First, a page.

May 16, 2014

NBA Coaching Hires: Experience vs. Potential

The philosophy of an NBA team comes from the coach. Coaching determines the way a team plays basketball, but some coaches don't do any more than create a loosely defined offensive and defensive system. When you can find one of those few coaches who can affect your team-whether it's with a perfected defensive system like Tom Thibodeau, an unparalleled motivational skill like Doc Rivers, or a supremely efficient rotation like Gregg Popovich-that is when you found a truly great coach.
Two available coaches really inspired massive buzz this offseason: Stan Van Gundy and Steve Kerr. SVG represents experience here. Here's a guy who's coached for seven years as an NBA head coach and almost thirty years in total. Van Gundy represents the traditional coach: he worked his way up through the NCAA ranks, then became an NBA assistant and then an NBA coach.  At least for a while, he was able to handle the explosive personalities of Dwight Howard and Shaquille O'Neal. We assume he's a great coach because he led a team to the NBA Finals and has a lot of experience. But looking back on his resume, what makes me have the initial reaction of thinking this is a great hire for Detroit? There's nothing unusually incredible about his career so far. He's certainly not a bad coach, and maybe the GM duties the Pistons are giving him will help him construct a team perfectly suited to his style. But somehow my gut reaction was to think that his experience, in and of itself, makes him great.
That brings us to Steve Kerr. When I heard that the Warriors had hired Kerr, my first thought that didn't involve the words "Phil Jackson" was that the Warriors might have needed an experienced coach after the firing of Mark Jackson. Grabbing another coach with no prior experience, I thought, might not work out so well for Golden State. But really, what does that matter? Every coach was a first timer at one point. Yes, there is something to be said for the fact that Van Gundy started in the relatively low-stakes role of a small college's assistant coach while Kerr will be starting in the NBA. Yet that neglects the fact that Kerr learned how to coach a basketball team from two of the best ever in Phil Jackson and Gregg Popovich, and that Kerr knows all about chemistry and winning from being on one of the biggest chemistry successes ever, the late '90s Bulls. Plus, Kerr knows the inner workings of the league from his time as Suns GM. Kerr is a swing-for-the-fences hire: he has a chance of being a truly great coach. We have an idea of what the SVG era in Detroit is going to be like, but we don't know what Steve Kerr will do. That risk-reward factor, though it casts doubt on the Warriors' decision in one sense, makes this a great hire with great possibilities for a young team on the rise.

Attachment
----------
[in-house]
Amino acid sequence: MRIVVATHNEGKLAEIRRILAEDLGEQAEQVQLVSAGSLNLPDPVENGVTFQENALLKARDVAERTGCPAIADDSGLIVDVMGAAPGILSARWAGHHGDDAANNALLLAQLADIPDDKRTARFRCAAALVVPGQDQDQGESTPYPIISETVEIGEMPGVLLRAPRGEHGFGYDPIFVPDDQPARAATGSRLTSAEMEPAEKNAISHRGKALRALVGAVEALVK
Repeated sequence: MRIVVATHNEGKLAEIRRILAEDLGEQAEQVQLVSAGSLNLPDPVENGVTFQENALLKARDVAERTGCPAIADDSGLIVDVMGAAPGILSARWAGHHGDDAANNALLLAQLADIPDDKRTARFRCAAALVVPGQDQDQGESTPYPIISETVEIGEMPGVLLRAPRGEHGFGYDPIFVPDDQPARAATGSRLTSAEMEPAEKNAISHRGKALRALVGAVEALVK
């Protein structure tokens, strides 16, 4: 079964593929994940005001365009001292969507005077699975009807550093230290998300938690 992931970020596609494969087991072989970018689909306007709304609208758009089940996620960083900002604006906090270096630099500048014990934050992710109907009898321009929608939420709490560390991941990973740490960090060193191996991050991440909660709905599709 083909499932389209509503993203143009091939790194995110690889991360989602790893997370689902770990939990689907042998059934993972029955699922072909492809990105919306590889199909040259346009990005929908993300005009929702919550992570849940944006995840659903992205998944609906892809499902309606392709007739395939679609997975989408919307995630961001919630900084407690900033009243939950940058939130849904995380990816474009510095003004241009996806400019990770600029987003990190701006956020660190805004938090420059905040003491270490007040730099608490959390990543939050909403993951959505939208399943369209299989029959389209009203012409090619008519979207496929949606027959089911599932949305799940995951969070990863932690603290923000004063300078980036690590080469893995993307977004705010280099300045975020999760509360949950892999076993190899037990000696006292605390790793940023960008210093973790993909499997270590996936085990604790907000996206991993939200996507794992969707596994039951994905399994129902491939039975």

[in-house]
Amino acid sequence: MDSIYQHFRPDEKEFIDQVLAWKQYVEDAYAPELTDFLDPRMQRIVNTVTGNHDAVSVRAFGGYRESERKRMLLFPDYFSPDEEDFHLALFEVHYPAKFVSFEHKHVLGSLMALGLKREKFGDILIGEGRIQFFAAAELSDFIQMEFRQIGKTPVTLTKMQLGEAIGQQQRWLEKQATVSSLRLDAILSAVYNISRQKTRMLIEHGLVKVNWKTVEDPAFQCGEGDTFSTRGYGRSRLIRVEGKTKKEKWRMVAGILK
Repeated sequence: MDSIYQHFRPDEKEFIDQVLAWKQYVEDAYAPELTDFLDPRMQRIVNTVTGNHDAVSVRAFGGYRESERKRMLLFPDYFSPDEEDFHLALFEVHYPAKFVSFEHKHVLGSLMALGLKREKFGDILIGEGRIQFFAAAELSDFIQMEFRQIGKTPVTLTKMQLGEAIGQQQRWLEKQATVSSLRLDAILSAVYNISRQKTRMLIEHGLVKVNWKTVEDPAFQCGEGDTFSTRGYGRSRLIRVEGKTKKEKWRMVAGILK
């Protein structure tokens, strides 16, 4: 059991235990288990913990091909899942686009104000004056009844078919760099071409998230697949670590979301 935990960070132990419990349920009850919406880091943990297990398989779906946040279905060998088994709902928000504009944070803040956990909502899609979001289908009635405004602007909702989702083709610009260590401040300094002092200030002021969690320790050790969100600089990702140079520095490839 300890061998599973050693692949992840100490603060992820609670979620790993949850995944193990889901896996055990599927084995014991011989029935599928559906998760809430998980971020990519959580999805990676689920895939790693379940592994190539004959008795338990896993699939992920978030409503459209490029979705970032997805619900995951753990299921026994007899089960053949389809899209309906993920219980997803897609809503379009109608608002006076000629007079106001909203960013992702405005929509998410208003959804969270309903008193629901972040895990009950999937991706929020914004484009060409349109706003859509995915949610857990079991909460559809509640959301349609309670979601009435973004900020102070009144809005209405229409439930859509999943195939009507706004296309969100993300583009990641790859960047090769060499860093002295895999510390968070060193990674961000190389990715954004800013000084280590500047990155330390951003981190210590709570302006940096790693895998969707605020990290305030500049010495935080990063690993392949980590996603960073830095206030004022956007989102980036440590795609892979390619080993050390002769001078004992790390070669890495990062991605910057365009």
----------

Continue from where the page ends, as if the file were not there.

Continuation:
Potential and experience often come into conflict when making a decision to hire or not to hire a coach. Many teams like to hire young assistants from other squads or former players like Kerr in order to maximize the potential factor. Others are afraid to take such a risk and go after more experienced options. But a coaching disaster can occur regardless of the coach's experience. First-time coach Jason Kidd went though a rough stretch this year where it looked like he might be fired. But Kidd was able to learn from his mistakes and right the ship, while more experienced coaches like Mike Woodson and Mike Brown couldn't fix the issues that plagued their team. Woodson's and Brown's teams will be paying those two coaches to stay away from their team next season after firing the coaches in the middle of their contracts, while the Nets will still feature Kidd front and center. Sure, there are examples of inexperienced coaches being fired relatively quickly, but you can say the same for experienced ones. Coaches who came in with no prior experience may include failures like Vinny Del Negro and Kevin Pritchard, but they also include greats such as Don Nelson and Doc Rivers. At the end of the day, there are three types of coaches: coaches that hurt your team, coaches that have little to no effect on your team, and coaches that make your team better. With an experienced coach, you often times know which of those options you're getting, and since great, experienced coaches usually don't randomly become available, you usually end up with a mediocre or bad coach. With an inexperienced leader, you have a real shot at true greatness. That's why Steve Kerr's coaching potential was too much for the Warriors to pass up.

Find me on twitter @JGBHoops!

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